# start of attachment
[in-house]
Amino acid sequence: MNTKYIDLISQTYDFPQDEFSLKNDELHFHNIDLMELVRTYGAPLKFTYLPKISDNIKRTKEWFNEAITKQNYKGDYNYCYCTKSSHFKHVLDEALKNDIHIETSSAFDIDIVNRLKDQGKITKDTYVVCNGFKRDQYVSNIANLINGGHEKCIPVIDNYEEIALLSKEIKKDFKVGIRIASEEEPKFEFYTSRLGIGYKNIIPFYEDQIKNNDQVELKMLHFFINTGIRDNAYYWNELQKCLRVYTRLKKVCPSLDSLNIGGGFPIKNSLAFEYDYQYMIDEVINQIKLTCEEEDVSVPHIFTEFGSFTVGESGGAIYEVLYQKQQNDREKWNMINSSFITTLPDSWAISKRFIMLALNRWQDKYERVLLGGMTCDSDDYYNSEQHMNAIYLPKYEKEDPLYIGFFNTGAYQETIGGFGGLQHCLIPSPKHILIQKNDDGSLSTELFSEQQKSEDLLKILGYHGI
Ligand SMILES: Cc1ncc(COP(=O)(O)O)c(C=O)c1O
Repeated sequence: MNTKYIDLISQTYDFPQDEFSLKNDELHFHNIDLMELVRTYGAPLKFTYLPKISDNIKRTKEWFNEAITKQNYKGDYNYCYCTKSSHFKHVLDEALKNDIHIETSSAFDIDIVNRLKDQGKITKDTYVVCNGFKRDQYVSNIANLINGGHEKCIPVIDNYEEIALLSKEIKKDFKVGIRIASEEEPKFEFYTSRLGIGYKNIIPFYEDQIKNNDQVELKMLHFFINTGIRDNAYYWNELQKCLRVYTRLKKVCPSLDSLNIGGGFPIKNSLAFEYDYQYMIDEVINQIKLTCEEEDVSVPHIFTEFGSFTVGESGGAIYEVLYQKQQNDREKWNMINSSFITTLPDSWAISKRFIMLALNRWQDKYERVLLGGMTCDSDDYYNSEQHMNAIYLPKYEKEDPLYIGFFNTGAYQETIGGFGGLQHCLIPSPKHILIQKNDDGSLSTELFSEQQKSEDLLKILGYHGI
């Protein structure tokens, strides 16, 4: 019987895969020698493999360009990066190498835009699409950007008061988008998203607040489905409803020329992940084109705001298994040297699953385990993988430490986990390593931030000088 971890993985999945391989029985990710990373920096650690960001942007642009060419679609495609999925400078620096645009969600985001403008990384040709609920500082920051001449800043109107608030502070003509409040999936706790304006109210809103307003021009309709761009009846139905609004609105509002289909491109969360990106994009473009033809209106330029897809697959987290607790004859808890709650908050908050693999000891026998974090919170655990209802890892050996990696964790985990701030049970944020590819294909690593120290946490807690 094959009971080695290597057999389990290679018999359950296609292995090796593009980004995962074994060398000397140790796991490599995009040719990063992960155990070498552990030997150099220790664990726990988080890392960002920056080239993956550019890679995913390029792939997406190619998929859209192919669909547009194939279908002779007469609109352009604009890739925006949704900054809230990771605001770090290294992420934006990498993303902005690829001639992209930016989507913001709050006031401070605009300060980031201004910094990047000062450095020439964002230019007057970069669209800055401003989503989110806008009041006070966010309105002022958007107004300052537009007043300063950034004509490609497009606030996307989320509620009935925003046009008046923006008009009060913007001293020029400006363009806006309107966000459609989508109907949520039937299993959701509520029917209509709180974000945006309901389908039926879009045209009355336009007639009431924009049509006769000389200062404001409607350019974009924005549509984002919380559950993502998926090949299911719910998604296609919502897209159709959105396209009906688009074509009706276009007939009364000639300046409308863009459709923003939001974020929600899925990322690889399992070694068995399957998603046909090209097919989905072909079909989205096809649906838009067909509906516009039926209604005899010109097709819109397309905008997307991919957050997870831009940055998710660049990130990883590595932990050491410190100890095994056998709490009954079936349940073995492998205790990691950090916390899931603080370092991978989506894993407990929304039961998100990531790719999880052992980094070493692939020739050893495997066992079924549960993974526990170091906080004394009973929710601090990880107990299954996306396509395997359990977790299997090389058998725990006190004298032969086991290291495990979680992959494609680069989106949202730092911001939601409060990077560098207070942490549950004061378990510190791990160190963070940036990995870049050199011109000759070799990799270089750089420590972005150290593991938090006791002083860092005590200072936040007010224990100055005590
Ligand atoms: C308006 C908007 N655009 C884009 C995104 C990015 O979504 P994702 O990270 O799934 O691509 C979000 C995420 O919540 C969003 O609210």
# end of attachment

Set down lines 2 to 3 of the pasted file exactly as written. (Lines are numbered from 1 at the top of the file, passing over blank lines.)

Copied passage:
Amino acid sequence: MNTKYIDLISQTYDFPQDEFSLKNDELHFHNIDLMELVRTYGAPLKFTYLPKISDNIKRTKEWFNEAITKQNYKGDYNYCYCTKSSHFKHVLDEALKNDIHIETSSAFDIDIVNRLKDQGKITKDTYVVCNGFKRDQYVSNIANLINGGHEKCIPVIDNYEEIALLSKEIKKDFKVGIRIASEEEPKFEFYTSRLGIGYKNIIPFYEDQIKNNDQVELKMLHFFINTGIRDNAYYWNELQKCLRVYTRLKKVCPSLDSLNIGGGFPIKNSLAFEYDYQYMIDEVINQIKLTCEEEDVSVPHIFTEFGSFTVGESGGAIYEVLYQKQQNDREKWNMINSSFITTLPDSWAISKRFIMLALNRWQDKYERVLLGGMTCDSDDYYNSEQHMNAIYLPKYEKEDPLYIGFFNTGAYQETIGGFGGLQHCLIPSPKHILIQKNDDGSLSTELFSEQQKSEDLLKILGYHGI
Ligand SMILES: Cc1ncc(COP(=O)(O)O)c(C=O)c1O